That somewhat hyperbolic statement could have some substance behind it, though, because the company's latest black rubber hoops have been engineered in a brand-new way to fight the bugbear of all tires: a steep loss in performance as they wear, a condition that's especially pronounced in wet conditions. Two of the enablers are ingredients in the rubber compound, one being "extreme amounts" of silica to enhance road adhesion, the other being sunflower oil to maintain the tire's flexibility and grip in cold weather. A new way of laying the rubber strands means the silica and sunflower get more evenly distributed throughout the tire.
One of the mechanical innovations is a groove design that gets wider as the tire wears down. As the depth of a tread channel decreases, which traditionally means a decrease in its ability to drive water away from the contact patch, the channel gets wider to make up for it. Furthermore, another set of more than 150 grooves beneath the outer layers are revealed as the tire wears, helping to keep wet-weather grip near brand-new-tire levels.
Michelin says a worn Premier A/S with EverGrip brings a car to a stop in a shorter distance "than a leading competitor's brand-new tires." The new treads go on sale in the spring in 32 sizes initially and come with a limited 60,000-mile warranty. Still interested? You can find out more about them in the press release below.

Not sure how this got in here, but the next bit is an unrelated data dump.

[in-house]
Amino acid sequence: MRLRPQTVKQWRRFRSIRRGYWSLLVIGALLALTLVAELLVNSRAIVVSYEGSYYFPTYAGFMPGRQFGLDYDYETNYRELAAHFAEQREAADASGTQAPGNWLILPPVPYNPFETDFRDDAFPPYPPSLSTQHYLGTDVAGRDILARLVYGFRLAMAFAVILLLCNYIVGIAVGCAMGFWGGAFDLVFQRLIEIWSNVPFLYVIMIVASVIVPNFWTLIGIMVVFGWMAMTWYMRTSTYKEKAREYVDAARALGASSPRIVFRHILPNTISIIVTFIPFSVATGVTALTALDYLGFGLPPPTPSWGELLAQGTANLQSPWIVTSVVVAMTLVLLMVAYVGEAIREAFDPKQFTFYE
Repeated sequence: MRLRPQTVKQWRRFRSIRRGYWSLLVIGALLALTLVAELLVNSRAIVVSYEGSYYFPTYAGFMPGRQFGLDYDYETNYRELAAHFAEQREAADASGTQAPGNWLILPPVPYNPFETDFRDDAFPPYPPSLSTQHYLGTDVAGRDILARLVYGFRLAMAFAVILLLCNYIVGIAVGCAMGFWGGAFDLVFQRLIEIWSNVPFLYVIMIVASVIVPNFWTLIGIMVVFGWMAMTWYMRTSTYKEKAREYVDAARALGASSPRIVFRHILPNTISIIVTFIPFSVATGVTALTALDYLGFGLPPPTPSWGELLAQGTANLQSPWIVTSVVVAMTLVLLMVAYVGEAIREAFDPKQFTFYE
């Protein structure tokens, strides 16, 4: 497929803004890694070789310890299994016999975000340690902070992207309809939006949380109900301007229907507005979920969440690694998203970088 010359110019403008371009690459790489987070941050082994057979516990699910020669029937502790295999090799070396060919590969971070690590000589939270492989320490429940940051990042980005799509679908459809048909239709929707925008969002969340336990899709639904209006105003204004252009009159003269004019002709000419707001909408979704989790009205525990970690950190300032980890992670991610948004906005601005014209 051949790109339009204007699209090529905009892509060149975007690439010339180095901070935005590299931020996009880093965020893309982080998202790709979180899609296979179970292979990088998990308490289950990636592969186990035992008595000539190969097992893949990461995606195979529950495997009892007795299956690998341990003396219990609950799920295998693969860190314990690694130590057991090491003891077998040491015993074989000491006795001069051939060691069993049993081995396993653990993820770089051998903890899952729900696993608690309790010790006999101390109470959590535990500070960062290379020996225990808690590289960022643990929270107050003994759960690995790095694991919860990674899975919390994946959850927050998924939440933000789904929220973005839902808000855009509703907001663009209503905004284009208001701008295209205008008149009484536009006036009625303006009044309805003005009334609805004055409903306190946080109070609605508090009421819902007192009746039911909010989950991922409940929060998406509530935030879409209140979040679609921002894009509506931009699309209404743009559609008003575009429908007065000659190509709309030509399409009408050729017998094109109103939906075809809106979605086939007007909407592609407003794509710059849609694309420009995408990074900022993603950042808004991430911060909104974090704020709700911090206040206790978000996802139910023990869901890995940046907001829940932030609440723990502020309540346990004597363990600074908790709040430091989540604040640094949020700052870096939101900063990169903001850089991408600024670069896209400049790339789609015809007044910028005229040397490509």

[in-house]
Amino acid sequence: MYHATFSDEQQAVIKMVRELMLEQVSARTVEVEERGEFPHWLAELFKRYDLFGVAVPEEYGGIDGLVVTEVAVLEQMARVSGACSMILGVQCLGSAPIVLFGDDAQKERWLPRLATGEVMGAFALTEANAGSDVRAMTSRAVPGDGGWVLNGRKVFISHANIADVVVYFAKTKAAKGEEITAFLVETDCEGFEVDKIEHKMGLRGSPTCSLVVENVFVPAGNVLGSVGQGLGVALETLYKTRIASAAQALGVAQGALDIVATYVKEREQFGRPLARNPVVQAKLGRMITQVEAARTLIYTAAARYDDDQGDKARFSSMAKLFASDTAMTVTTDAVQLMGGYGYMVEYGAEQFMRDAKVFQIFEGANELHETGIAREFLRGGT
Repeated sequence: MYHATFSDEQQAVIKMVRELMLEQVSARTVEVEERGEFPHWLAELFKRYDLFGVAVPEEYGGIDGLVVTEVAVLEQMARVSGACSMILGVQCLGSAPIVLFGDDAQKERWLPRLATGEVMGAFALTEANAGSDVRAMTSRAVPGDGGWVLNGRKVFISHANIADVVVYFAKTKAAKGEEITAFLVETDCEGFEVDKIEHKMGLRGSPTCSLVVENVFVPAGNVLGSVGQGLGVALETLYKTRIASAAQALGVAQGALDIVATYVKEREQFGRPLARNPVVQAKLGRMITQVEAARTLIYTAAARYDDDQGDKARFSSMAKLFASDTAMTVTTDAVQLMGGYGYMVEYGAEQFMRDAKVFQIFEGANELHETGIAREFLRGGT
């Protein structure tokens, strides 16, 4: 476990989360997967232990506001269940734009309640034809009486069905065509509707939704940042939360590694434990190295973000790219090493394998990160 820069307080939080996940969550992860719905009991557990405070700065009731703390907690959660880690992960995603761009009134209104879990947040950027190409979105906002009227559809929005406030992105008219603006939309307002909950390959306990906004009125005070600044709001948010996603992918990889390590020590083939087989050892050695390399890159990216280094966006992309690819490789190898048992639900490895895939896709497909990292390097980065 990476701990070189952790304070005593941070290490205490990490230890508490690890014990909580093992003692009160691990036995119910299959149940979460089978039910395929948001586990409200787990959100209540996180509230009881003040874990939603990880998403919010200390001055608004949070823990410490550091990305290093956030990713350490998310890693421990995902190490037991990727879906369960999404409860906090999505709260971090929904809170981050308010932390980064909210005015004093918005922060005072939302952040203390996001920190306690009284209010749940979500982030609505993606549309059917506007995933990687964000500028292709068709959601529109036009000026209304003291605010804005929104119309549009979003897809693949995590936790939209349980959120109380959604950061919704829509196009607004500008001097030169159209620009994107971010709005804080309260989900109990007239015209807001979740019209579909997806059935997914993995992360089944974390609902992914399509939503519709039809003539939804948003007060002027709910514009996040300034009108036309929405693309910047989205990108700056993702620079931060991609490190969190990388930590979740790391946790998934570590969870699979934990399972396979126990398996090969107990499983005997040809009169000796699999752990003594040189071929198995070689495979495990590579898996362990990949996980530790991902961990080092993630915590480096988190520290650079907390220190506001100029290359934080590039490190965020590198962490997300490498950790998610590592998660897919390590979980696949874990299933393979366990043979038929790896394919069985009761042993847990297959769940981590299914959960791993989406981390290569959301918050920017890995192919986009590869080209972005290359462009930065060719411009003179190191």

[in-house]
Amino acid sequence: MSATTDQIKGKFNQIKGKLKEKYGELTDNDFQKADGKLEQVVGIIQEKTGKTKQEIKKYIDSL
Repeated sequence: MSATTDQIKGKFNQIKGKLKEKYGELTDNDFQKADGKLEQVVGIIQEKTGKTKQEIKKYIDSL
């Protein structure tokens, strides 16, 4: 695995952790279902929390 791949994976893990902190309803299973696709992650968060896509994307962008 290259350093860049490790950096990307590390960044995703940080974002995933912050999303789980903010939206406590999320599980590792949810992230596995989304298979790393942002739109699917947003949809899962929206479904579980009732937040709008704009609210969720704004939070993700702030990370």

Revolutionary Tread Design Evolves To Maintain Grip Even When Worn
DETROIT (Jan. 14, 2014) – Today at the North American International Auto Show, Michelin introduced the MICHELIN® Premier® A/S tire with revolutionary new EverGripTM technology, which provides drivers with exceptional levels of safety even as their tires wear down. Even when worn, the MICHELIN Premier A/S with EverGripTM technology stops shorter on wet roads than the leading competitors' brand new tires1.
Available this spring, the MICHELIN® Premier® A/S tire combines hidden grooves that emerge as the tire wears down, expanding rain grooves that widen over time to continue to evacuate water and a unique rubber compound for increased wet grip.
"The MICHELIN Premier A/S tire represents a significant breakthrough in automotive safety," said Scott Clark, chief operating officer of Michelin North America's passenger and light truck tire division. "With our truly revolutionary advancements in tire technology, we are able to directly address the effects of tire wear on traction and have been able to break the traditional paradigm."
Tires rely on grooves between the treads to evacuate water and maintain grip with the road. Until now, tires traditionally lost traction in wet conditions as the tread became worn and grooves lost depth decreasing the tire's ability to funnel water away, increasing stopping distances and the chances of hydroplaning. Wet traction is particularly important for automotive safety because drivers are more than twice as likely to be in an accident on wet roads compared to dry roads.2